Bitcoin: Martin Lewis gives advice on cryptocurrencies
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And he warned the current occupant of Number 11 Downing Street any reluctance to embrace the concept of digital cash would be comparable to King Canute refusing to accept the inevitability of the tide coming in. The Tory peer was speaking after Mr Sunak confirmed the Treasury and the Bank of England were joining forces to launch a task force to consider the feasibility of the idea.
We would not want to be modern King Canute
He told Express.co.uk: “Digital currencies are rapidly attracting increasing global attention and activity.
“It is important that, where appropriate, Britain seizes the opportunity to keep up with the global pace of change; there may be massive potential economic, regulatory and security benefits for our country.
“The cost of payment and settlement is a measurable part of our GDP and may be significantly reduced.
“We would not want to be modern King Canute.”
Lord Lamont sits on the advisory board of the CityUnited Project, which has been lobbying hard for the Government to take a proactive approach.
The CityUnited Project’s Vice Chairman, Leigh Evans, said: “As the fifth-largest economy in the world and with a globally-leading financial sector, the UK has an opportunity to establish the ‘gold standard’ for such a currency.
“The CityUnited Project is pleased to have been at the vanguard of this initiative, which has been well-received by stakeholders.
”As the Bank of England and HM Treasury says, this does not replace cash in your pocket, but it will deliver benefits in many ways, reducing transaction costs and making the UK an even more efficient place to do business.
“Last week we published our ‘Bluffer’s Guide to a Digital Currency’ and we are now working on detailed proposals with financial sector specialists.
”We’re looking forward to contributing to the thinking of the Government’s new Central Bank Digital Currency (CBDC) Taskforce in the coming weeks.”
Speaking on Monday, Mr Sunak said: “Our vision is for a more open, greener, and more technologically advanced financial services sector.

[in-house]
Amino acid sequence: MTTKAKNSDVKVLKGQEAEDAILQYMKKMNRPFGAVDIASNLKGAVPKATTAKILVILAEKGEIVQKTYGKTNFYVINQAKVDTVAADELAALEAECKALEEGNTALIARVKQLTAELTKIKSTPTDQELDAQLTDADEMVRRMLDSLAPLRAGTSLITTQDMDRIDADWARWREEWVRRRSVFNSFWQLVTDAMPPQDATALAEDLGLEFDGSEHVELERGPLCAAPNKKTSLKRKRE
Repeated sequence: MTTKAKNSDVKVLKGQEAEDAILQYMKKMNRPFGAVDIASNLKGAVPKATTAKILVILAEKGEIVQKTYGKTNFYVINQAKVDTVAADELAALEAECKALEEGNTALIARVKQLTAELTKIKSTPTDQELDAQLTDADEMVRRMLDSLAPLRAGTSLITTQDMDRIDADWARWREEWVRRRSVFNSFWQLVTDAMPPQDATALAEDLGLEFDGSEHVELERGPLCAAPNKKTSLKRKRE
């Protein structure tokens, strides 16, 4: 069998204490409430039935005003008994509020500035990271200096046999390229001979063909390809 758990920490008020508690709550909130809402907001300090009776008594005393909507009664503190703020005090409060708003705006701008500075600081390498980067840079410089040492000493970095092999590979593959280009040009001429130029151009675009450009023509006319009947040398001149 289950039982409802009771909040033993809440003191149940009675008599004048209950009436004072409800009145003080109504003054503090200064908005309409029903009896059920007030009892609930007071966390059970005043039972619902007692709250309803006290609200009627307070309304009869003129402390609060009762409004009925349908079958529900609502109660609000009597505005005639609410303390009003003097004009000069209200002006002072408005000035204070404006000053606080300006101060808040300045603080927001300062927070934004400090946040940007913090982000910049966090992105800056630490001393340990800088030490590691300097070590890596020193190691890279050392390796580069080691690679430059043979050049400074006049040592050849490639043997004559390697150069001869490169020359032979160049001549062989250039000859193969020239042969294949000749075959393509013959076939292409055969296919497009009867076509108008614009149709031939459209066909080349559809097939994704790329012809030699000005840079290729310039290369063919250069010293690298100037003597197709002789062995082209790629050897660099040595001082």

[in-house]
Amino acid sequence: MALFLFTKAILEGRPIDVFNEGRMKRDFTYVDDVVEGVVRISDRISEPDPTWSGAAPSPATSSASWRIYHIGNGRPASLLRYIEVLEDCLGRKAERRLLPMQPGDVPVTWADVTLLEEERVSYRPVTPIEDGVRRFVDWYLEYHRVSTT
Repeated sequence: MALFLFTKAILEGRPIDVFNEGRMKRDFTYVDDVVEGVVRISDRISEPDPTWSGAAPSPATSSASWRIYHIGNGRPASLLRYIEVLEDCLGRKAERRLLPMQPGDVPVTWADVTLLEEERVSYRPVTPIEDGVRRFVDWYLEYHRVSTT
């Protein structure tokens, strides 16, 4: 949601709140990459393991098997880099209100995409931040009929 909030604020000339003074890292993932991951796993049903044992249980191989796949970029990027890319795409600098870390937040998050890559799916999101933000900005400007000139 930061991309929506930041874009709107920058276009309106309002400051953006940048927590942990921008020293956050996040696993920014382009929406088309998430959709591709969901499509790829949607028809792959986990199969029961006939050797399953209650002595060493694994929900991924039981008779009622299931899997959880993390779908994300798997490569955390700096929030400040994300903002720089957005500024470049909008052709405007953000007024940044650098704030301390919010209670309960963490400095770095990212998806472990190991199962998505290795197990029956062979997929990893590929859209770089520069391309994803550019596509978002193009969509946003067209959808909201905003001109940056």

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“The UK is already known for being at the forefront of innovation, but we need to go further.
”The steps I’ve outlined today, to boost growing fintechs, push the boundaries of digital finance and make our financial markets more efficient, will propel us forward.
“And if we can capture the extraordinary potential of technology, we’ll cement the UK’s position as the world’s pre-eminent financial centre.”
Digital currencies are already being explored and even implemented in several other countries.
They can bring benefits in the way cross-border payments are made, as well as take advantage of a general decline in cash payments.
At the moment, the Bahamas is, the only country to have a fully functioning digital currency is the Bahamas, although China is trialling it in several cities.
Earlier this week, Stefan Nils Magnus Ingves, the CEO of Sweden’s central bank, said the country could have such a digital version of its currency up and running in 2026, while Christine Lagarde, the President of the European Central Bank (ECB) has indicated an electronic euro might be created within four years.
The idea draws inspiration from Bitcoin and other cryptocurrencies, without itself being a cryptocurrency.
One of the benefits of an e-pound would be as a backup to card payments.
At present, customers can turn to cash as an alternative if they are in a shop where the card machines have stopped working.
However, as cash use is becoming increasingly uncommon, with fewer than one in 10 payments in the UK are expected to be made with paper money by 2028, its place as a contingency to electronic payment systems will decline.
A digital currency could be another contingency system, according to a Bank of England report from last year.
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